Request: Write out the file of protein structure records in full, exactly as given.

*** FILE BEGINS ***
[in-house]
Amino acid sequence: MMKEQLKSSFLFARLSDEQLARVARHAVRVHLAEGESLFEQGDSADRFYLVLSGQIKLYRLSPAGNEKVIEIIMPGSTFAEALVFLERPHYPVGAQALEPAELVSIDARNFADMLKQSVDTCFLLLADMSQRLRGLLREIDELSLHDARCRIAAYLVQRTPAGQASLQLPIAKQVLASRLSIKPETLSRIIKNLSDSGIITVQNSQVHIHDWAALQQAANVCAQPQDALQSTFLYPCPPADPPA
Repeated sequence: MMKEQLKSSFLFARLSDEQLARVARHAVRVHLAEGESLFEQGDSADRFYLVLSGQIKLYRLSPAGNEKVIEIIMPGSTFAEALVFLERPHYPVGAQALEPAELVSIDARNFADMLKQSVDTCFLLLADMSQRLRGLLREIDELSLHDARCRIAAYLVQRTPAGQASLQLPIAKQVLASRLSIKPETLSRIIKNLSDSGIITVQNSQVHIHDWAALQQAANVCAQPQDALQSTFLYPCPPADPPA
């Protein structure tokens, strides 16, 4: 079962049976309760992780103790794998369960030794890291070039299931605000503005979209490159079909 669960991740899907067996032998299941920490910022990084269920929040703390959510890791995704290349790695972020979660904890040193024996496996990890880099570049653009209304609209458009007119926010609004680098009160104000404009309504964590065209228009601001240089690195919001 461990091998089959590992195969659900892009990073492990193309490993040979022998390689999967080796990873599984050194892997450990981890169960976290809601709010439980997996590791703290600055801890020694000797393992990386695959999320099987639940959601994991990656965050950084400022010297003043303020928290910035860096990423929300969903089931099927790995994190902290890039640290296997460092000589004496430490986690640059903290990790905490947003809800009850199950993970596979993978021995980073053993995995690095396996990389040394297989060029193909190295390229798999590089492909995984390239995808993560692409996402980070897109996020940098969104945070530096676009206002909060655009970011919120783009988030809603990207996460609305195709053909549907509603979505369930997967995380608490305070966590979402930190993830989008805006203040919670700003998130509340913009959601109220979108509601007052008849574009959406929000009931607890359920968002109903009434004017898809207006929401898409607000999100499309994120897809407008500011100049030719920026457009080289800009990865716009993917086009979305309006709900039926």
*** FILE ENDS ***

[in-house]
Amino acid sequence: MMKEQLKSSFLFARLSDEQLARVARHAVRVHLAEGESLFEQGDSADRFYLVLSGQIKLYRLSPAGNEKVIEIIMPGSTFAEALVFLERPHYPVGAQALEPAELVSIDARNFADMLKQSVDTCFLLLADMSQRLRGLLREIDELSLHDARCRIAAYLVQRTPAGQASLQLPIAKQVLASRLSIKPETLSRIIKNLSDSGIITVQNSQVHIHDWAALQQAANVCAQPQDALQSTFLYPCPPADPPA
Repeated sequence: MMKEQLKSSFLFARLSDEQLARVARHAVRVHLAEGESLFEQGDSADRFYLVLSGQIKLYRLSPAGNEKVIEIIMPGSTFAEALVFLERPHYPVGAQALEPAELVSIDARNFADMLKQSVDTCFLLLADMSQRLRGLLREIDELSLHDARCRIAAYLVQRTPAGQASLQLPIAKQVLASRLSIKPETLSRIIKNLSDSGIITVQNSQVHIHDWAALQQAANVCAQPQDALQSTFLYPCPPADPPA
């Protein structure tokens, strides 16, 4: 079962049976309760992780103790794998369960030794890291070039299931605000503005979209490159079909 669960991740899907067996032998299941920490910022990084269920929040703390959510890791995704290349790695972020979660904890040193024996496996990890880099570049653009209304609209458009007119926010609004680098009160104000404009309504964590065209228009601001240089690195919001 461990091998089959590992195969659900892009990073492990193309490993040979022998390689999967080796990873599984050194892997450990981890169960976290809601709010439980997996590791703290600055801890020694000797393992990386695959999320099987639940959601994991990656965050950084400022010297003043303020928290910035860096990423929300969903089931099927790995994190902290890039640290296997460092000589004496430490986690640059903290990790905490947003809800009850199950993970596979993978021995980073053993995995690095396996990389040394297989060029193909190295390229798999590089492909995984390239995808993560692409996402980070897109996020940098969104945070530096676009206002909060655009970011919120783009988030809603990207996460609305195709053909549907509603979505369930997967995380608490305070966590979402930190993830989008805006203040919670700003998130509340913009959601109220979108509601007052008849574009959406929000009931607890359920968002109903009434004017898809207006929401898409607000999100499309994120897809407008500011100049030719920026457009080289800009990865716009993917086009979305309006709900039926």